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The problem is this: the (polar) representation of a complex number depends on your choice of branch. Once you choose a branch of the square root, you cannot simultaneously represent $1$, and $-1$, because they are $\pi$ apart, so that $-1$ and $1$ will necessarily be in different branches of $z^{1/2}$. The choice of square root you make (if you want it to be well-defined) depends on the choice of branch you are working with. You are trying to combine numbers that live in different branches; it is as if you add $1+1$ and get $1-i\pi$, since 1 can also be represented as $i\pi$ ($~1$ can actually be represented as $ik\pi$, but when you operate, you are supposed to stay within a branch, and, in your case, you are not$~$).

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In complex numbers, from the perspective of polar representations, when you multiply $z_1 \dot z_2$, you multiply the respective lengths, and add the respective angles (but you have to make up for the fact that the sum of the angles may be larger than $2\pi$ (or whatever argument-system you are working with. So in this sense, when you multiply $i$ by itself, you multiply the length of $i$ by itself, and add the argument to itself; i.e., you double the argument. In complex variables, you have many possible polar representations for a given number; specifically, given $z=re^{it}$, then $z=re^{i(t+2\pi)}$ is also a valid representation.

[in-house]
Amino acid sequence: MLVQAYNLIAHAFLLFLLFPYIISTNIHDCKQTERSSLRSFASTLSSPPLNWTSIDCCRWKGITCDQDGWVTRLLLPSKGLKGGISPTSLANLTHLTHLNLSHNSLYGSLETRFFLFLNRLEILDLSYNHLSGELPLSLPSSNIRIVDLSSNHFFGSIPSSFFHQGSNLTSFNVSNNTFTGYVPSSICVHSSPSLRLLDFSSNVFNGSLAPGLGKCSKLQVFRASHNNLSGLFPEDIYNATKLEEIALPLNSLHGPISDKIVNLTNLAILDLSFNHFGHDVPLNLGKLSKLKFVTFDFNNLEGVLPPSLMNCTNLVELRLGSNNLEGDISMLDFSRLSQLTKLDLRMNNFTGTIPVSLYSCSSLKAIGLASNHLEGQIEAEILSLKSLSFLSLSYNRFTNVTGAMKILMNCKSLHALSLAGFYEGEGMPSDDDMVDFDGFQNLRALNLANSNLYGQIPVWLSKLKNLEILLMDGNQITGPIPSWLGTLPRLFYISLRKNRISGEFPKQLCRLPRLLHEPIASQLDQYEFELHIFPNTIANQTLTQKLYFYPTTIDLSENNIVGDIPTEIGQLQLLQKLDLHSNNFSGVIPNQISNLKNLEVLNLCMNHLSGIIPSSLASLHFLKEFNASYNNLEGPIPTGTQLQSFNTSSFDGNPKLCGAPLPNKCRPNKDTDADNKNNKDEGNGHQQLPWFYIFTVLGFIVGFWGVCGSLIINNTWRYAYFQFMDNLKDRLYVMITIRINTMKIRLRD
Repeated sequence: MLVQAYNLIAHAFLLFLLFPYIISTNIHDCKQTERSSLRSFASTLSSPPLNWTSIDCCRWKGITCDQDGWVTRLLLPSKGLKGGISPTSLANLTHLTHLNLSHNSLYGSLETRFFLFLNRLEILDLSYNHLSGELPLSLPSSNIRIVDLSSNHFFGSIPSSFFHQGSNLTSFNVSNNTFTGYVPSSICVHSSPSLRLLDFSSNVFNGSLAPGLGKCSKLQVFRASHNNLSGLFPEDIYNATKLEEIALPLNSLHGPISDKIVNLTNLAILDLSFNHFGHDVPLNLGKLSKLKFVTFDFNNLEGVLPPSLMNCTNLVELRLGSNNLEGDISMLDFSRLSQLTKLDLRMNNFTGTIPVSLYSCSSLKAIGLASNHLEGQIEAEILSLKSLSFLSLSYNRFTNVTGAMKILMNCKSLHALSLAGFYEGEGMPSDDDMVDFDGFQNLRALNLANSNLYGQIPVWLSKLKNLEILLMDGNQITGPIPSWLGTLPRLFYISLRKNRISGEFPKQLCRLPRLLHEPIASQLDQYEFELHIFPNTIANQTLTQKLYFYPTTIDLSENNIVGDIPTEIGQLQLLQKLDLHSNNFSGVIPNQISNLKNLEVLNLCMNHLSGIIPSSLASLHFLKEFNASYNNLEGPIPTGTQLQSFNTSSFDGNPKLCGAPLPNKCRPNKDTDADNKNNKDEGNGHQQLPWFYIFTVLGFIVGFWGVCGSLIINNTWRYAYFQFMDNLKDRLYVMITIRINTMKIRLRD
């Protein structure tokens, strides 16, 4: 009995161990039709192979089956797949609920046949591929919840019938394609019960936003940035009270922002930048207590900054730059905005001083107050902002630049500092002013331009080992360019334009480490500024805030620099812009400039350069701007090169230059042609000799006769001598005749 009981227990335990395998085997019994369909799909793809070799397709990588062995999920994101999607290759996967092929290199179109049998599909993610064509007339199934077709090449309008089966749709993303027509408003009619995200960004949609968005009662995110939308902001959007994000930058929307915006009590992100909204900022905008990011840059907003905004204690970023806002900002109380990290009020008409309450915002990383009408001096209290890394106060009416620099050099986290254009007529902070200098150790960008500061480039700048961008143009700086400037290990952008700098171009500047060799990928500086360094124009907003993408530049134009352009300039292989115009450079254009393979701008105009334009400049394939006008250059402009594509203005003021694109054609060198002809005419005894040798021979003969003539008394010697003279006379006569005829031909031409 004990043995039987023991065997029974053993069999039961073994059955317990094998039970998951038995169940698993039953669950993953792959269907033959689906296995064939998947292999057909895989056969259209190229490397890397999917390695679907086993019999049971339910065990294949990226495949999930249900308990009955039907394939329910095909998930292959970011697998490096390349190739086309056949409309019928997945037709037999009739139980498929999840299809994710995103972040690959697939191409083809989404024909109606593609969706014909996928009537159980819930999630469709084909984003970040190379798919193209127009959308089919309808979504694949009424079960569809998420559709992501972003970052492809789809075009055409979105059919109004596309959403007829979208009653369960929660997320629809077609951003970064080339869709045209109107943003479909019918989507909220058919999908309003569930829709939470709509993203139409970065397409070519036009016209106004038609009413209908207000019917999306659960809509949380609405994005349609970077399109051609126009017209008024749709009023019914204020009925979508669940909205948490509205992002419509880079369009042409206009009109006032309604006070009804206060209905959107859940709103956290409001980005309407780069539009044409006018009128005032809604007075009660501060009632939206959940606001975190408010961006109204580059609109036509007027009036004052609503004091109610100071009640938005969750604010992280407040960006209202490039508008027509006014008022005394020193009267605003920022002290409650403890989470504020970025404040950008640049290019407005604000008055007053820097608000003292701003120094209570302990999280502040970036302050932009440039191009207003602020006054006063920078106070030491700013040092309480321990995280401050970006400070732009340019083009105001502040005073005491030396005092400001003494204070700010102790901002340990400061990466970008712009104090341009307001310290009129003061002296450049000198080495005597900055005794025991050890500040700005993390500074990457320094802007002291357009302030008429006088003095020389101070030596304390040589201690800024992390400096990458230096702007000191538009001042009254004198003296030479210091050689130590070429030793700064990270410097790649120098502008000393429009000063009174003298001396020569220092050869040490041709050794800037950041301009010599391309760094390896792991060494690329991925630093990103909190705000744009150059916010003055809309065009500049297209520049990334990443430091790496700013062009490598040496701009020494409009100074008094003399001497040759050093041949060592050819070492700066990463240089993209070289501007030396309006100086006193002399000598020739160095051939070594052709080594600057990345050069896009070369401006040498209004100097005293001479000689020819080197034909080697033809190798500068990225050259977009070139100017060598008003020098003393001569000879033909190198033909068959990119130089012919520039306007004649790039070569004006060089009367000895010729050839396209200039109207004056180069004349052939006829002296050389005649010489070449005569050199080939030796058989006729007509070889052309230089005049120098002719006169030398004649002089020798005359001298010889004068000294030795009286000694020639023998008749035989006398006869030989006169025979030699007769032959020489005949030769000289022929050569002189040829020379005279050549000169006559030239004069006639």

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You must then choose a specific representation for your $z$, specifically; you will need to specify the range of the argument you will be working with. So, say you work with the "standard" range of $[0,2\pi)$. Then the expression for $i$ (me) is as $i=1e^{i\pi/2}$, so that $i^2$= $(1)(1).e^{i(\pi/2+\pi/2)}=e^{i\pi}=-1$. But the way backwards from multiplying to taking roots is more complicated if your base is non-negative, and/or your exponent has non-zero imaginary part. When this last is the case, you *define*:

$z^{{1}/{2}} \:=e^{{\Large{log(z)}}},~$
where we define:

$\log(z):=\ln |z|+i arg(z)$

(This choice of definition has to see in part with wanting to have the complex log agree with the standard real $\log$--though this agreement is possible only for one choice of "branch", as we will see.)
But because of the infinitely-many possible choicesfor the argument of a number, the $\log(z)$ itself--defined *locally* as the inverse of $e^z$ is somewhat-ambiguously-defined, since $e^z$ does not have a *global* inverse (since it is not $1-1$, for one thing, but $e^z$ does have local inverses, e.g., by using the inverse function theorem). So when we mention $\log$, we are referring just to one of (infinitely-) many possible local inverses of $e^z$ .Each possible local inverse to $e^z$ is called a "branch" of the $\log$. So once we choose a branch for the $\log$, which is a choice of an open set (technically, it is half-open) of width $2\pi$ from which we will choose the argument we will use. So, say we choose the standard branch $(0,2\pi)$, which we call *Log(z)*. We then define :

$z^{1/2}:=e^{\large{Log(z)/2}}$

But, in this branch , $(-1)^{1/2}$ is not even defined, because the argument for $(-1)$ is $0$ , which is outside of the allowable values $(0,2\pi)$. So, in this sense, the expression $(-1)^{1/2}$ is not well-defined, i.e, does not really make sense. ($~$Note that this particular branch of $\log$ reduces to the standard one when you select an argument of $t=0~$).